•     Short term—For capacity loading, information transmission, and control

•     Medium term—For the traditional annual planning process

•     Long term—For strategic planning, resource planning, and communication

Forecasts need to be dynamic. In other words, changes in the environment require modification of forecasts. From them, budgets may be derived at the sales, production, and profit levels.

Forecasting is based on, and derived from, some other data sources; and it is conducted at three different levels. Macroforecasts look at total markets and may be derived from national or global data available from the OECD or the U.S. government. However, the most important aggregate forecast for business is at the market or industry level. Microforecasts build on the predictions of individual or group (customer) behavior. Product forecasts may then be split into forecasts by product type and over time.

There are both qualitative and quantitative forecasting methods. Qualitative forecasting is normally employed for long-term forecasts. Techniques include expert opinion, expert panel method, technological forecasting, Delphi technique, decision tree, and scenario.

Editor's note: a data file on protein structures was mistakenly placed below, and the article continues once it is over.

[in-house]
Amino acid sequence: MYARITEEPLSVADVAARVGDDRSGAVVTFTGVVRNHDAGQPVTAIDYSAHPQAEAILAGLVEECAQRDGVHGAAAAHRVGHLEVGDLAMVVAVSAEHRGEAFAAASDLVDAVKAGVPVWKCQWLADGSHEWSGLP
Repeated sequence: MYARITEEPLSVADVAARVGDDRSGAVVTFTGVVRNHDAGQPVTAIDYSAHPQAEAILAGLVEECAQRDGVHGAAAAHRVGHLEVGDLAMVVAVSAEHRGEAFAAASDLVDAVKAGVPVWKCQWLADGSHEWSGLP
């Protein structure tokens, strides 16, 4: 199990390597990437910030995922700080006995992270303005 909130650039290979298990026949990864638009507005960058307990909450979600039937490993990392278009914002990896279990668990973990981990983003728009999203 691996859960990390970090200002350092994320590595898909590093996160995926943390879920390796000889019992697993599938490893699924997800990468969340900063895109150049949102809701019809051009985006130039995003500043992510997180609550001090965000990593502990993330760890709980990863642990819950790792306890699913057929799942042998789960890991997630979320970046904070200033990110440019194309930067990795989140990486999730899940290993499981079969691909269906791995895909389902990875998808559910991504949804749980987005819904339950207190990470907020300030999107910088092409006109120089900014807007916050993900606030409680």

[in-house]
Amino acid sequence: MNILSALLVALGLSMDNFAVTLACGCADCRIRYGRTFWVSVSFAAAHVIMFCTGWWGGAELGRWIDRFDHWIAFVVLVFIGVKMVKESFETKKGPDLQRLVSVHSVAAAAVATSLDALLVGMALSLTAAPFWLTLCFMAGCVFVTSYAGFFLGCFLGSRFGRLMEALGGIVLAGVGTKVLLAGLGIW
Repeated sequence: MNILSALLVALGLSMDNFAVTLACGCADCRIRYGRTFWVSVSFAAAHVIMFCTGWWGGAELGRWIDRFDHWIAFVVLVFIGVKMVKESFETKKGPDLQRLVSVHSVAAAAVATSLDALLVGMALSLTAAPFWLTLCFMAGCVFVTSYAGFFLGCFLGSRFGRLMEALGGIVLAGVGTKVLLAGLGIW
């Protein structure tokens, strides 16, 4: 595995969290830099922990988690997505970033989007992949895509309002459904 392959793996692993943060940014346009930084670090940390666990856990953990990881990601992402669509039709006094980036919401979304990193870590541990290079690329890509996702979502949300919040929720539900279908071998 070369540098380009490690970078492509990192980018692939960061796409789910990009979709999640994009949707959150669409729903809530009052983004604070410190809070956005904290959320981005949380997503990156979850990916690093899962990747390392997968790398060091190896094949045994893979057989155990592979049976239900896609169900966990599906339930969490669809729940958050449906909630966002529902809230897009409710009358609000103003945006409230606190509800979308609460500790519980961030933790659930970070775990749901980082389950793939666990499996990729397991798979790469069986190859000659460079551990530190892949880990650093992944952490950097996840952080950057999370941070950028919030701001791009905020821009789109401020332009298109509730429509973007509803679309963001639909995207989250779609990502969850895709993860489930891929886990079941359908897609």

Quantitative forecasting techniques for short- and medium-term typically try to isolate the trend, cyclical, seasonal, and random fluctuations. The specific techniques used may be period actuals and percent changes, exponential smoothing, time-series analyses, multiple regression analysis, and more complex econometric modeling. Various leading indicators are also readily available from government sources to forecast the short- to medium-term conditions of the market. Although most forecasting techniques ignore the competitors’ possible reaction to one company’s competitive move, game theory is gaining popularity in recent years to address the likely impact of the competitors’ moves in forecasting.

With the widespread use of personal computers, spreadsheets have become a useful forecasting tool to model many hypothetical “what if” scenarios. By developing many scenarios, you can determine which factors are sensitive to changes in the conditions under investigation.